The fake girlfriend story continues to ruin my Twitter timeline, although I’ll be begging for more repeat Te’o jokes when everyone starts talking about their baseball teams in a few months.
I do have a quick, semi-cool story about Epogen, which is one of the drugs that Lance Armstrong used to help him win all of those bike races. In 2001 I had a nice long hospitalization. I took antibiotics to kill a staph infection and one of those antibiotics started destroying my red blood cells and I had the equivalent of two pints of blood in my system. What did they give me to restart my red blood cells? EPO. It was administered by injection into the stomach and that hurts as much as you think it does. The nurse told me that each shot cost $2,000 (insurance seemed to cover a lot more back then) and it was used by cyclists to cheat.
Now that I have completed my dynasty fantasy league owner roster with the addition of Chad Scott, who is working hard to challenge Chet Gresham for dude writing for the most fantasy sites in America, it’s time to look at free agency.
We get to keep 40 players, and you’d think that would be enough. We start 17 every week. Is there a strategy regarding which positions that you should keep over others? It’s fairly obvious that while defensive players are key contributors that the waiver wire is much fatter. I’m making a decree to never put a running back in the free agent pool.
Two years ago I put the decaying corpse (fantasy terms only) of Marion Barber up in free agency. He went for 9000 zbucks, which was close to a record. Zbucks are used to “buy” free agents, and as time passes, certain teams have a lot more than others. While the 9000 zbucks may have helped me add a few defensive backups, Barber actually started a couple of games for my friend Paul who ended up winning the title.
Every time I think about releasing one of the 12 RBs currently on my roster, fate intervenes. I was ready to dump former first-round rookie pick Montario Hardesty because he wasn’t seeing the field. In the next couple of weeks he moved into the backup role, and in a dynasty league like ours, getting the clear backup is very important.
Here are my current RBs on the roster, in alphabetical order:
Joique Bell: Acquired last summer after Sig and Cecil mentioned him a few times on the Audible podcast. Tell me he isn’t the most complete back in Detroit. For all the draft picks the Lions have thrown at RB and WR, they seem to have needs at both.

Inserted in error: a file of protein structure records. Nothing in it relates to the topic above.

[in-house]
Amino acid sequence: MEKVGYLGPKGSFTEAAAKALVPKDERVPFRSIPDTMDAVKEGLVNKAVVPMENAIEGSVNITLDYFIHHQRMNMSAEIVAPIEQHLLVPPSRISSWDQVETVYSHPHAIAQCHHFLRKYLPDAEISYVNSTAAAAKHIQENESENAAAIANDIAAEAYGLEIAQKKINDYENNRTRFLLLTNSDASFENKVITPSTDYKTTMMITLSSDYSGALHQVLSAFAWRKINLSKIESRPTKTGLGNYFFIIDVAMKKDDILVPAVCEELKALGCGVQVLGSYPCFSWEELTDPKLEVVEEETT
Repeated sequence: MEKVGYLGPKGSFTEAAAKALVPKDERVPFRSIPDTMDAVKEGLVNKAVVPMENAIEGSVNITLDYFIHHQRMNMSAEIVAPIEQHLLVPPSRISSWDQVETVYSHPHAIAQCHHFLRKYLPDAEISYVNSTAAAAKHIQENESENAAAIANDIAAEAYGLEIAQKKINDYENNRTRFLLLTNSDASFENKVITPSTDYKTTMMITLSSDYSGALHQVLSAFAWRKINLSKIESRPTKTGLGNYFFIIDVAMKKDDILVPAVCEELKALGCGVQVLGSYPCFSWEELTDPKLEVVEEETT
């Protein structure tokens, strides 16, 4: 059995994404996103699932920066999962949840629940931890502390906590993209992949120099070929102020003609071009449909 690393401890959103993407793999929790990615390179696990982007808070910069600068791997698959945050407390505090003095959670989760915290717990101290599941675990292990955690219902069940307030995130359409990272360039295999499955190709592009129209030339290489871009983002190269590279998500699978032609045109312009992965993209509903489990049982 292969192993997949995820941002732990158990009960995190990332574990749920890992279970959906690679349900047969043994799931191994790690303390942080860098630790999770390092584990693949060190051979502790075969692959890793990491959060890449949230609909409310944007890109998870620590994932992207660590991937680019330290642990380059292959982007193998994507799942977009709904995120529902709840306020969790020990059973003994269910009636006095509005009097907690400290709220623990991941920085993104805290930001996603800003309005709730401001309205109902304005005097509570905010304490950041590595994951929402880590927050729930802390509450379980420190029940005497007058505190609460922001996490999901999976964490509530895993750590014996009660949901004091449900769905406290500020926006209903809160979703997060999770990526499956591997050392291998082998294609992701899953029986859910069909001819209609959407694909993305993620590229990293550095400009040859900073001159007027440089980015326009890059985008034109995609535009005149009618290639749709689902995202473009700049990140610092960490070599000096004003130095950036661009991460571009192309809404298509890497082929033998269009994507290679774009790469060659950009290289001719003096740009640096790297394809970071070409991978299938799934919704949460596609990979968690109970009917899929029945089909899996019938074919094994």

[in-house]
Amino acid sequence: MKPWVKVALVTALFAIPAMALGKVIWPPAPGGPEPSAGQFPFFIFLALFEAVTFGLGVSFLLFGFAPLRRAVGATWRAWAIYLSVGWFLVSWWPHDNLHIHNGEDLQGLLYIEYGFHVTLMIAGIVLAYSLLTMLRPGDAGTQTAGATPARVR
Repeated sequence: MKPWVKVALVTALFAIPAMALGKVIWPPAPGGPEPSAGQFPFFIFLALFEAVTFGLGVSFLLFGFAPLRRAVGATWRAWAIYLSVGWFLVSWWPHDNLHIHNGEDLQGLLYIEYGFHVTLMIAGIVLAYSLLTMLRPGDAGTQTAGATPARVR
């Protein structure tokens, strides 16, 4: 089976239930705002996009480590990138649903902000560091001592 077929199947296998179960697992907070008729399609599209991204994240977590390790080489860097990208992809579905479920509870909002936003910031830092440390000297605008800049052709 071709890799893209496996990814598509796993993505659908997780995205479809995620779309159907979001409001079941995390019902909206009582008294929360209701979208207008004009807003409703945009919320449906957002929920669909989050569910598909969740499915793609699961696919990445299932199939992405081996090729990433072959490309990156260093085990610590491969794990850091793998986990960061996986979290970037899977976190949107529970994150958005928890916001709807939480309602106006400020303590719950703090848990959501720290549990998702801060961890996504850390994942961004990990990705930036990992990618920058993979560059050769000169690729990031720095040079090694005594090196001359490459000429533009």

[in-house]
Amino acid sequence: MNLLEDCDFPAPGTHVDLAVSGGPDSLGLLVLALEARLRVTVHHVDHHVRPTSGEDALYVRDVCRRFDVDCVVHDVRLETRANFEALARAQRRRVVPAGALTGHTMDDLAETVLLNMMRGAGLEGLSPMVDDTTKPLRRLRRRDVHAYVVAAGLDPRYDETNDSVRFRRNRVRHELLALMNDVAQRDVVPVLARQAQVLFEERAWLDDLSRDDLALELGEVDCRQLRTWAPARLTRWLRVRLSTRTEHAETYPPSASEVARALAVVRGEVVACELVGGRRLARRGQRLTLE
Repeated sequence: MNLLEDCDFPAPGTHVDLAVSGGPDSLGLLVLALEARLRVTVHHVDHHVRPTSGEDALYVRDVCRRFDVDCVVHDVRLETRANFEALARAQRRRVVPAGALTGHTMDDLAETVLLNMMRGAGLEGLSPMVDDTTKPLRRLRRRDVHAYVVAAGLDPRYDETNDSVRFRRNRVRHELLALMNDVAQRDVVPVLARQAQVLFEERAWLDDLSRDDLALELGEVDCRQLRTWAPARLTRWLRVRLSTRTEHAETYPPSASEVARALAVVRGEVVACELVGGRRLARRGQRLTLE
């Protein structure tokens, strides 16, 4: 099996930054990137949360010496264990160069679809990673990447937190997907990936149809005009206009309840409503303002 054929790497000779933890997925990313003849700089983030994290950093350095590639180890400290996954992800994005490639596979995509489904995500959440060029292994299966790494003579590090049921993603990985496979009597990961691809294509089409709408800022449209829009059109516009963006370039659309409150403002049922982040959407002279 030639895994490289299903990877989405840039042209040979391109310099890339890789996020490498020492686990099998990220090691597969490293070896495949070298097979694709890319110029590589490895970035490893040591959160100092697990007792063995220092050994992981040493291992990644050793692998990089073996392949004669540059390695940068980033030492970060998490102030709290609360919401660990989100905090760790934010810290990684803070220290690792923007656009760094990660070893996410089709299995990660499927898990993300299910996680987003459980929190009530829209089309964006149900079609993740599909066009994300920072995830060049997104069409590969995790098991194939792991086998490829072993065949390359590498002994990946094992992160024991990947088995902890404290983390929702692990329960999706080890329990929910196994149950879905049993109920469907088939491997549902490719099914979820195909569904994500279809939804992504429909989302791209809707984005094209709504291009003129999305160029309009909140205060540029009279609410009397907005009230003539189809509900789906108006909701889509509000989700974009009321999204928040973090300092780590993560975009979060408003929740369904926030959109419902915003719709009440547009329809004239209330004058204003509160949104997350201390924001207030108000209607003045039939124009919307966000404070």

Bryce Brown: 6th-round rookie pick last year. He saved my arse during his two-week stretch in which he looked like Bo Jackson. After a late-season swoon, I doubt I could get a second-round rookie pick for him. Worth a stash.
Michael Bush: First-round rookie pick his rookie year (1.08). Last offseason I had high hopes that he would be a starter, but he signed as the backup to Matt Forte and ended up hurt. His value is pretty darn low at the moment, but he’s a RB with a pulse and still has borderline starter skills.
Lance Dunbar: Free-agent pickup last summer after he made some noise in Dallas camp. I don’t think he’s ever going to be more than a third-string guy but that’s worth a stash.
Matt Forte: He was pick 1.05 in the magical 2008 rookie draft. We’ll get back into that later. Forte hasn’t been that exciting a player to own, but all of my RBs were a bit disappointing last year. He had double-digit games in the last five games of 2012, although that was with Bush out.
Montario Hardesty: When I was “locking down” the Browns’ running back corps a couple of years ago, Hardesty was the 10th overall rookie pick. I traded a second-round rookie pick for Jerome Harrison, if memory serves. Hardesty has been on the roster bubble for a while, but he looked competent at the end of last year, so he stays.
Peyton Hillis: Put a fork in him, right? I got him in free agency during his rookie year and he was a key player during his pre-Madden year. Since then he’s been on my bench, watching James Bond movies on his portable DVD player. Any guy who has a 1000-yard season in his career is worth holding onto.
Taiwan Jones: I felt like he was a bargain in the 4th round of our 2011 rookie draft. He couldn’t earn the starting job even when the top two RBs for the Raiders fell to injury. He has one more year before getting dumped.
DeMarco Murray: He was pick 1.12 in the 2011 draft when I picked up four rookies RBs. He’s had good games and he’s had injuries. Right now, he’s one of my opening-day starters and I’ll ride him until he gets hurt again because his trade value ain’t so good.
Bilal Powell: If he was good enough for Matt Waldman, he’s good enough for me. He was pick 2.10 in 2011. Even with Shonn Greene refusing to give up as every fantasy owner in America dreamed, Powell could only earn committee carries. Maybe next year he’ll earn a starting slot in that putrid offense.
Ray Rice: He was pick 1.09 in the 2009 draft. That’s the 8th running back selected. The 9th was Jamaal Charles. I keep wondering every offseason if this is the year to sell high on Rice. He’s going to turn 26 four days before I turn 50% older than 26. I think I’ll hold for now. Maybe in a year or two he’ll be worth it if my team is in a rebuilding mode.
Jacquizz Rodgers: He was pick 3.06 last year. While he is a smaller version of MJD, you saw a little power in his big run last week against the Seahawks. I don’t think he’s ever going to be a 300-touch guy, but he might be the lead back in a committee on a pretty good offense.
That’s my squad, and I’ll probably add a guy or two during free agency and the draft. When you can start three running backs and oldies but goodies like Marion Barber can help send you to the title, you hold on for as long as it takes.